Re[Haskell-cafe] targeting Haskell compiler to embedded/hardware
steffen.siering at gmail.com
Wed Sep 29 05:48:14 EDT 2010
If you are really interested in embedded realtime code you may want to have a
look at the timber language or bit-c. Another very interesting project
is this developing a new Haskell like language called Habit for systems
There are also some great papers about systems programming and problems in
Haskell. For example "Strongly typed memory areas programming systems-level
data structures in a functional language".
Tom Hawkins-2 wrote:
> A few years ago I attempted to build a Haskell hardware compiler
> (Haskell -> Verilog) based on the Yhc frontent. At the time I was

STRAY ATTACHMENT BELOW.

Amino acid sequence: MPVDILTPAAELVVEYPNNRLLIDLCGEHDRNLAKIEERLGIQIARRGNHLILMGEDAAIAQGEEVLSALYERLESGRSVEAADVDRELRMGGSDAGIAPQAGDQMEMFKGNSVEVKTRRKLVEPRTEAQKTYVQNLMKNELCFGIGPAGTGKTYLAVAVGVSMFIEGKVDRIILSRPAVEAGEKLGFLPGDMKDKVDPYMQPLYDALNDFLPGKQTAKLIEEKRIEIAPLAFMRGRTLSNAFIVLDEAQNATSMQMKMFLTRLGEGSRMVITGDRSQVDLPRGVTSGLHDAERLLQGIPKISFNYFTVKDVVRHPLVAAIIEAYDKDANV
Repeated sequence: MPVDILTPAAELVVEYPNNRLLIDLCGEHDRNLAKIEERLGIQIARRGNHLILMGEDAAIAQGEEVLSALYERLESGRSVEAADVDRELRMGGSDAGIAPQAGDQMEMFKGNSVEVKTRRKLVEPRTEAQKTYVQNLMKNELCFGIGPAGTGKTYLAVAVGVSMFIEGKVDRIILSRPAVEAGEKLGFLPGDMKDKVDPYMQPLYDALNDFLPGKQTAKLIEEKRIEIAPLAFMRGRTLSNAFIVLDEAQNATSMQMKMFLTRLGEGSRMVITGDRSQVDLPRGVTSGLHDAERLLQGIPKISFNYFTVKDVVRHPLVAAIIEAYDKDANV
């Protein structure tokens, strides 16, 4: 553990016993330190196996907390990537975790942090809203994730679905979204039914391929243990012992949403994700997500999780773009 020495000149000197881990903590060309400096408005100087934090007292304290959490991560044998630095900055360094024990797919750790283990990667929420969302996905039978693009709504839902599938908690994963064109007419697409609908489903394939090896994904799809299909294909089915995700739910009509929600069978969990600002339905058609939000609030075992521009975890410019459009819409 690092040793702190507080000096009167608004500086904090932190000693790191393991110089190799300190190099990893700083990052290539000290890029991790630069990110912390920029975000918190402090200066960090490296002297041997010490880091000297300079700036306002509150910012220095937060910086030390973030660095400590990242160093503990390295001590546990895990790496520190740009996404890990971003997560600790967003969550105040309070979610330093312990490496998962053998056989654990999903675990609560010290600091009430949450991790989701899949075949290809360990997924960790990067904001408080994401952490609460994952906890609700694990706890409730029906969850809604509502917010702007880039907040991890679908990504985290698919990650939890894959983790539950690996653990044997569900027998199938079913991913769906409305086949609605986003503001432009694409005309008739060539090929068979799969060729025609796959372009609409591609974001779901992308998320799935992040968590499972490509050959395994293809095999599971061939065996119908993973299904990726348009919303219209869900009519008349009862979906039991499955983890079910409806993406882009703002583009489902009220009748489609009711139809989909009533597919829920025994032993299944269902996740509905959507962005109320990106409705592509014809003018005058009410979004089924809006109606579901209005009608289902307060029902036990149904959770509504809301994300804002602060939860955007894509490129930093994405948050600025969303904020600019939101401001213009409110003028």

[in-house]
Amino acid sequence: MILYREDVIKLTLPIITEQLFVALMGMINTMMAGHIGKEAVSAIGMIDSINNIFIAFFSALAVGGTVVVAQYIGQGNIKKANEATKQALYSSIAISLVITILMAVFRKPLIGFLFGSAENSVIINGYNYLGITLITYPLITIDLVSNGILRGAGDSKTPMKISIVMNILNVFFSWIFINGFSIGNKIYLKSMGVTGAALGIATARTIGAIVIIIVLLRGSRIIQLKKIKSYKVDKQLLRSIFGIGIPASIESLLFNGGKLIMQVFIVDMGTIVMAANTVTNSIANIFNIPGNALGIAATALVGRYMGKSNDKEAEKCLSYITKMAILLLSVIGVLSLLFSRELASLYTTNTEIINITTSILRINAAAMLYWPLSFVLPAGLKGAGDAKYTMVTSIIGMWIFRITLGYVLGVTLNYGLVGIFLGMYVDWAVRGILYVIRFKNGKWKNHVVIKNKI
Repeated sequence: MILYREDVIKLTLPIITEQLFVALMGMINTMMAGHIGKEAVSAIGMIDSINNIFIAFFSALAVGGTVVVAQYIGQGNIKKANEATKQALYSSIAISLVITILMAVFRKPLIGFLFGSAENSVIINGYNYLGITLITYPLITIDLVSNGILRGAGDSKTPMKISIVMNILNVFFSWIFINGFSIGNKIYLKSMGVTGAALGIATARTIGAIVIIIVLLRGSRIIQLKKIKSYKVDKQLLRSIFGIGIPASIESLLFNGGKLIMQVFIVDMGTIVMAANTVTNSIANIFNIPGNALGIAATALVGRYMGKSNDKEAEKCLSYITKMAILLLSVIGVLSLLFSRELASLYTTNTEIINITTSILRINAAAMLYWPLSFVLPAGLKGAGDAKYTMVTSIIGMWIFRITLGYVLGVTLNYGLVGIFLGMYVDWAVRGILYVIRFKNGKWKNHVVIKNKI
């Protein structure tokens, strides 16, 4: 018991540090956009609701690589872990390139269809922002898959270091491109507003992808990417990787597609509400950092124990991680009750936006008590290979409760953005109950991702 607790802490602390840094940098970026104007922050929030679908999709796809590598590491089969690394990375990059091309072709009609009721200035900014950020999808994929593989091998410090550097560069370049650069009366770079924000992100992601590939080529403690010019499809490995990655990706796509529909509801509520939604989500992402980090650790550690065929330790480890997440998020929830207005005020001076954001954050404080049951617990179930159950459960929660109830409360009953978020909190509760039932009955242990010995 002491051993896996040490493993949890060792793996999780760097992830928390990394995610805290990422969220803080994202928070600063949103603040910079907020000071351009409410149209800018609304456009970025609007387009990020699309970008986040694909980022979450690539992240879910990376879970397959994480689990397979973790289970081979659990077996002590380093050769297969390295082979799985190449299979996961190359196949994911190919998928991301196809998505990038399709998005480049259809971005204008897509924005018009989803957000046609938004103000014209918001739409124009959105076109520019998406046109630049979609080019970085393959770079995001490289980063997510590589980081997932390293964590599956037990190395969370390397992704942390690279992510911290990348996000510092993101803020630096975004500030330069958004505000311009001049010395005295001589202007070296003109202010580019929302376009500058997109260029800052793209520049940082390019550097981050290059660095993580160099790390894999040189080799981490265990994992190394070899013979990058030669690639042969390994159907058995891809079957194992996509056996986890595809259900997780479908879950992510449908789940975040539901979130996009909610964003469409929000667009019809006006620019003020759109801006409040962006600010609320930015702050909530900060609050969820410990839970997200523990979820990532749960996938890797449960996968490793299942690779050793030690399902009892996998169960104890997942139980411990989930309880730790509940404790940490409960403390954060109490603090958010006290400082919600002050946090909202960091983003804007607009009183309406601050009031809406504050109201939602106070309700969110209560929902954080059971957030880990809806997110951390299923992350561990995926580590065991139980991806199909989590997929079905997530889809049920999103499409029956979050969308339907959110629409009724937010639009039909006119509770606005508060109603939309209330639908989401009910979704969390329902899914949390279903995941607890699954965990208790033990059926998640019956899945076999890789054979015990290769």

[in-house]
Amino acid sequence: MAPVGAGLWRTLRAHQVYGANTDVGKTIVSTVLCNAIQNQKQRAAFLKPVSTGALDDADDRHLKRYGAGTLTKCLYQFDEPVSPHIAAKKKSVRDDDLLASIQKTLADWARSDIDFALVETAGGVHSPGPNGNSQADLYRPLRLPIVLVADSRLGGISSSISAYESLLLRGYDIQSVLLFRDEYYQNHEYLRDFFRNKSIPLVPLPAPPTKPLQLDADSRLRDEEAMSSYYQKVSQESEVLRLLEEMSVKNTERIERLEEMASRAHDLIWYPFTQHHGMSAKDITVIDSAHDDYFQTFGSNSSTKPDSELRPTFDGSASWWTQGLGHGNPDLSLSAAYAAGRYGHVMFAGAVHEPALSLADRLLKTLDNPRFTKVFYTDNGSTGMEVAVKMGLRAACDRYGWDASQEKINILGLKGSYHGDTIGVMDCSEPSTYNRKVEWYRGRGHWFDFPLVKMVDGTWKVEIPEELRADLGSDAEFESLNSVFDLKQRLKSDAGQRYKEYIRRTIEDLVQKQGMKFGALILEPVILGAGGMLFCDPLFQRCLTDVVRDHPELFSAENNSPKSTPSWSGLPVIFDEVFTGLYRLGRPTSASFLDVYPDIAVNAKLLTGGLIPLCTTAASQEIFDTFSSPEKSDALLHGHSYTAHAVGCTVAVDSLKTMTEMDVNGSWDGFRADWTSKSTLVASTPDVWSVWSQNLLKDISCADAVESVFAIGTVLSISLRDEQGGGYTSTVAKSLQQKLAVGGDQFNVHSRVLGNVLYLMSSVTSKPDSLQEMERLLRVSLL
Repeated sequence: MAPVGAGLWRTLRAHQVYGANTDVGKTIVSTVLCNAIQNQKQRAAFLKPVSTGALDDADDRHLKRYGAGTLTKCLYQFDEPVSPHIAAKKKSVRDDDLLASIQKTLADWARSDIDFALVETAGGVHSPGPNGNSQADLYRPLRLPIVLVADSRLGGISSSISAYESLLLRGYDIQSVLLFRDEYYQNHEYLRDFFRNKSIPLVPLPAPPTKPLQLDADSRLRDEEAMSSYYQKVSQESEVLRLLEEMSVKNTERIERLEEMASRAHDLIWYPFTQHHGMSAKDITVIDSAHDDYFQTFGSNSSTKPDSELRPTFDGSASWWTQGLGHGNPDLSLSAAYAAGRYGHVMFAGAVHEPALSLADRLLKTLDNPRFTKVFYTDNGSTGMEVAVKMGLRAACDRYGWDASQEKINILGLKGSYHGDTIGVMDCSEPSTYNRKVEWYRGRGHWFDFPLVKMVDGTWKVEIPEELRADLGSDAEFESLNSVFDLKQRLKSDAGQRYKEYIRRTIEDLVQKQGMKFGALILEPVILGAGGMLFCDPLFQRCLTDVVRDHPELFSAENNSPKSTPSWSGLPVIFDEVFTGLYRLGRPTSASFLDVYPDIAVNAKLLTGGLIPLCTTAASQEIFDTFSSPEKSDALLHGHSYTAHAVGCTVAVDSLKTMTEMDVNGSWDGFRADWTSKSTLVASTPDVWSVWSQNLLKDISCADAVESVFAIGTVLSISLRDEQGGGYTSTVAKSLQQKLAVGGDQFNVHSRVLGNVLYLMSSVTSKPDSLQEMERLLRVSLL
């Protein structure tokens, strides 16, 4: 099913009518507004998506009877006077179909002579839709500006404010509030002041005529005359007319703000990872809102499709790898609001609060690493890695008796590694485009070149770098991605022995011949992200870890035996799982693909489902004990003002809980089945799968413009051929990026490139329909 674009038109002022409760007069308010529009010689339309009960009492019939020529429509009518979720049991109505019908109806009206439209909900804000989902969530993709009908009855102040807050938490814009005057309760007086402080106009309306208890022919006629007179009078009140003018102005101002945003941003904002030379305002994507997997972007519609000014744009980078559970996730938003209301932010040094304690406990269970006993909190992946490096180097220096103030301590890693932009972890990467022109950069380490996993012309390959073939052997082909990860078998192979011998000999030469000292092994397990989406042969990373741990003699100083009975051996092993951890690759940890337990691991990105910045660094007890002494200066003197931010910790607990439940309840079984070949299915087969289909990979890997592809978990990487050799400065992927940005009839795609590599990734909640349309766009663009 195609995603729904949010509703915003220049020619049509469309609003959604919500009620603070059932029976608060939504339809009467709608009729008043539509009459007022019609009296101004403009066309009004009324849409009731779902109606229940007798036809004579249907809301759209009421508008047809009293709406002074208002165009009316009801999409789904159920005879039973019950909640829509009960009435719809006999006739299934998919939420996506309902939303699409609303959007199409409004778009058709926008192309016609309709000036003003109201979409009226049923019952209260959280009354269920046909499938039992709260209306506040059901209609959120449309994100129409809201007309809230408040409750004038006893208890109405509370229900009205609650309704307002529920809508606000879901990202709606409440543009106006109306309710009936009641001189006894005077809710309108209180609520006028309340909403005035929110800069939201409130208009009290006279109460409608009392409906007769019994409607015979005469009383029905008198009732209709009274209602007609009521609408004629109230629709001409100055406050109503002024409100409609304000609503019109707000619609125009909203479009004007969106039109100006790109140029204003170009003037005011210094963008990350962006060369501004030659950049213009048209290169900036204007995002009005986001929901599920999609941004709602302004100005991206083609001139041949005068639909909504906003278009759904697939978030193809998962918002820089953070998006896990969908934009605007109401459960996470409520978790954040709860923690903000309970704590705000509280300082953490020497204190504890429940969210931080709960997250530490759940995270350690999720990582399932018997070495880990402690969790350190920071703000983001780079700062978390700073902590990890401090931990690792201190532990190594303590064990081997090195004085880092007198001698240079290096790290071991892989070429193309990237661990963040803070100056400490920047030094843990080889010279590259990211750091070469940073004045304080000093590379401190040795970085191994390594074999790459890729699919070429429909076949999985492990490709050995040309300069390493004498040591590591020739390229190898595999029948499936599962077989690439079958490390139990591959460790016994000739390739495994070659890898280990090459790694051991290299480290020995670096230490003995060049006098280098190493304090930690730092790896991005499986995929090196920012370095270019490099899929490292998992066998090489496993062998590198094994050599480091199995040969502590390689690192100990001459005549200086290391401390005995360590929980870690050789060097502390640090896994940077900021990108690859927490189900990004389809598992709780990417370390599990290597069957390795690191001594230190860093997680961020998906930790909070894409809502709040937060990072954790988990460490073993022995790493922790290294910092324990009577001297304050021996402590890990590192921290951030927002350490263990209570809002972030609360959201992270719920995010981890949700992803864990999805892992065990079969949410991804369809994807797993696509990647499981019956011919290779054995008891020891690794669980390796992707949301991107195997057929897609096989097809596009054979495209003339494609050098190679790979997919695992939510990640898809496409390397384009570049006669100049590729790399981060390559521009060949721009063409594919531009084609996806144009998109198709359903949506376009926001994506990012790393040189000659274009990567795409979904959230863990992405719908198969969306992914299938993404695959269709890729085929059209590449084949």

> trying to overcome several problems  with implementing a hardware
> description language as a light eDSL, which convinced me a proper
> compiler may be a better approach. Yhc was recommended as a good
> starting point since it had a simpler IR compared with GHC -- at least
> at the time.
> I am considering restarting this effort, but this time to target hard
> realtime embedded code. What is the recommended compiler to start
> from? I need an IR that is post type checking with as much desugaring
> as possible, and a code base that is relatively easy to splice and
> My other requirement is not to be bound to IO () for 'main'. The top
> level will be a monad, but with different semantics than IO. I would
> also like to reuse the standard library, with exception to the values
> related to IO.
> What are my options?
>  Lack of observable sharing; function definitions, case
> expressions, ADTs disappear at compile time; etc.
> Haskell-Cafe mailing list
> Haskell-Cafe at haskell.org
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